Frequentist? Time for an update!

Posted by Dr. Pantelis Vlachos, Director at Cytel Consulting

May 19, 2014 10:22:00 PM

Pantelis Vlachos, PhD, is a Director at Cytel Consulting. He works with a team of experts who regularly assist clinical study teams with the design and implementation of Bayesian methods. In this blog post, Pantelis describes key benefits of Bayesian analyses for clinical trials.

pantelis-vlachos 

Pantelis Vlachos, PhD

Bayesian methods are being used more frequently for the design and analysis of clinical trials because their paradigm is well suited for updating the information that accrues during the course of a trial. This has the potential to allow  for smaller trials and for patients to receive better treatment. Bayesian analyses allow for the use of available patient-outcome information, historical data, and the synthesis of results of relevant trials. In medical device trials, for example, data are often scarce and expensive and the use of prior information is particularly valuable. Bayesian methods lend themselves naturally in this setting as medical devices are usually modifications of previous ones. 

Advantages of the Bayesian Approach include:

The direct nature of Bayesian probabilities: A direct probability statement allows a statistician to draw conclusions that are conditional upon the evidence in front of her. By contrast, frequentist probabilities assume that if we were to repeat the experiment an infinite number of times, a given probability would arise. Independently of this assumption, frequentist probabilities tell us nothing about what conclusions we may draw from the data that actually exist.

Priors are available when data are scarce: Prior distributions represent a summary of our preexisting understanding and beliefs regarding unknown model parameters. As a result, they are crucial when data are scarce (e.g. in medical device trials.)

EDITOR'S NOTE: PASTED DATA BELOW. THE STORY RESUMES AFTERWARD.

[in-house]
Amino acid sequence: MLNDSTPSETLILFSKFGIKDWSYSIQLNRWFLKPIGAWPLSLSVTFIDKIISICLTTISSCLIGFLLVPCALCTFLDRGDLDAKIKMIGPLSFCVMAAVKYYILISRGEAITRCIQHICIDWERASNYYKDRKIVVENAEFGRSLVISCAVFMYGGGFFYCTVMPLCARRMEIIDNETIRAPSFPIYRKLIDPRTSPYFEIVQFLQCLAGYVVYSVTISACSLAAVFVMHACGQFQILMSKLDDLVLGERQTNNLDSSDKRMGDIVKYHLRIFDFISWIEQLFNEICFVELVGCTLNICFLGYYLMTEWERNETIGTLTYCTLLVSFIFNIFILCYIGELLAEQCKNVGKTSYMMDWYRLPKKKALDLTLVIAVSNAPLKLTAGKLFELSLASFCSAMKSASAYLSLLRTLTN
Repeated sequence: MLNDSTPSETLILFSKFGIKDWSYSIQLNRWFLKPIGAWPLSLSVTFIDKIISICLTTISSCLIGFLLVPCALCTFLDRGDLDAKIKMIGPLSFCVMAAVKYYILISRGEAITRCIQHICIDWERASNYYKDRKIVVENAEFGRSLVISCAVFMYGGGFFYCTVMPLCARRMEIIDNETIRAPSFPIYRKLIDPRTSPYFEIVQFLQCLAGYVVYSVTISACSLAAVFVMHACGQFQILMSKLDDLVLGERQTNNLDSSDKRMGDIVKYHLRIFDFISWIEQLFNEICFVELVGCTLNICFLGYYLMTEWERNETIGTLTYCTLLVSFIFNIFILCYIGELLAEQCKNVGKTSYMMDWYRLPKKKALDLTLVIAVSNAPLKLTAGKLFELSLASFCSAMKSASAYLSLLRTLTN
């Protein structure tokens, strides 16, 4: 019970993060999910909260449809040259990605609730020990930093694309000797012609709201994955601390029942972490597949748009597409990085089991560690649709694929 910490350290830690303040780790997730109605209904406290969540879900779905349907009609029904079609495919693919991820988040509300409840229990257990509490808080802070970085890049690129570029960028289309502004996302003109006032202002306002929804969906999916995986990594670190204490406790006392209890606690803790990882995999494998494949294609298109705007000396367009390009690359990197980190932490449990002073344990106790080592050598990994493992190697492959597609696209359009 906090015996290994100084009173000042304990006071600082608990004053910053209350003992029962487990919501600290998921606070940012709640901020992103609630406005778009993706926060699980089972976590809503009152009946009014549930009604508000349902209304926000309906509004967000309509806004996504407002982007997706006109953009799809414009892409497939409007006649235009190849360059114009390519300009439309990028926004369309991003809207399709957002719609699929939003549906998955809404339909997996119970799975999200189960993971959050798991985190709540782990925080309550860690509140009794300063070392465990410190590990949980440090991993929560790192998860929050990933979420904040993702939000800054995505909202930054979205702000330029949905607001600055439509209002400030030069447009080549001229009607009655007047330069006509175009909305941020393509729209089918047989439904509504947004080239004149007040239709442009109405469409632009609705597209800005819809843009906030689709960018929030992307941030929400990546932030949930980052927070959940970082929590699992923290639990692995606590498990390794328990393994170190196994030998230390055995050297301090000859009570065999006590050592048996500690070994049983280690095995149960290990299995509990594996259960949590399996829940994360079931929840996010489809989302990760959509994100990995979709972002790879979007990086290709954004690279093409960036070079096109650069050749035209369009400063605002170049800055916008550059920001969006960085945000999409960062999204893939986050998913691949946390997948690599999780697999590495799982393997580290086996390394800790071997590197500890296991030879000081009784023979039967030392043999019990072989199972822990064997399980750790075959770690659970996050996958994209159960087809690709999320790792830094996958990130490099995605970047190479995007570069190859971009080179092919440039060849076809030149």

Continual update of inferences given calculations of predictive probabilities: Predictive probabilities tell us what the probability will be that the next cohort of patients will respond to treatment A, given the information that we already have. As data accumulate, Bayesianism allows us to recalculate predictive probabilities, instead of relying on the probabilities with which we began the trial.

Flexibility in sequential monitoring of a trial: Bayesian methods are better able to adapt to circumstances when a trial needs to be stopped early, or when randomization is discovered to have been improper or inadequate.   

Bayesian  methods are relatively simple to implement with support from experienced statisticians. Cytel Consulting regularly helps clinical study teams adopt Bayesian methodology. Given the many benefits of Bayesian design, consider approaching Cytel Consulting as you prepare for your next study. 

Click here to learn about Cytel Consulting

Cytel is excited to bring Bayesian methods to the forefront of their software and consulting services. Currently Bayesian power calculations for normal and binomial endpoints (assurance) can be found in East BASE; Dose Escalation methods such as the Continual Reassessment Method (CRM), modified Toxicity Probability Interval (mTPI) and Bayesian Logistic Regression Model (BLRM) can be found in East ESCALATE; and multiple Bayesian dose finding designs can be found in Compass.


Related Items of Interest

 

Berry, D. A. (1993). A case for Bayesianism in clinical trials. Statistics in Medicine, 12, 1377–93. (Requires access to Wiley Online.) 

Food and Drug Administration (2010) Guidance for the Use of Bayesian Statistics in Medical Device Clinical Trials (Available to All) 

Kadane, J. B. (1995). Prime time for Bayes. Controlled Clinical Trials, 16, 313–18. (Requires access to Elsevier) 

Spiegelhalter, D. J., Abrams K. R. and  Myles J. P. (2004). Bayesian Approaches to Clinical Trials and Health-Care Evaluation, Wiley, Chirchester, England (Google Book)

5 Reasons to Invest in Bayesian Dose-Escalation (Cytel Blog) 

 

 

Topics: Bayesian Methods, Cytel Consulting, Trial Monitoring

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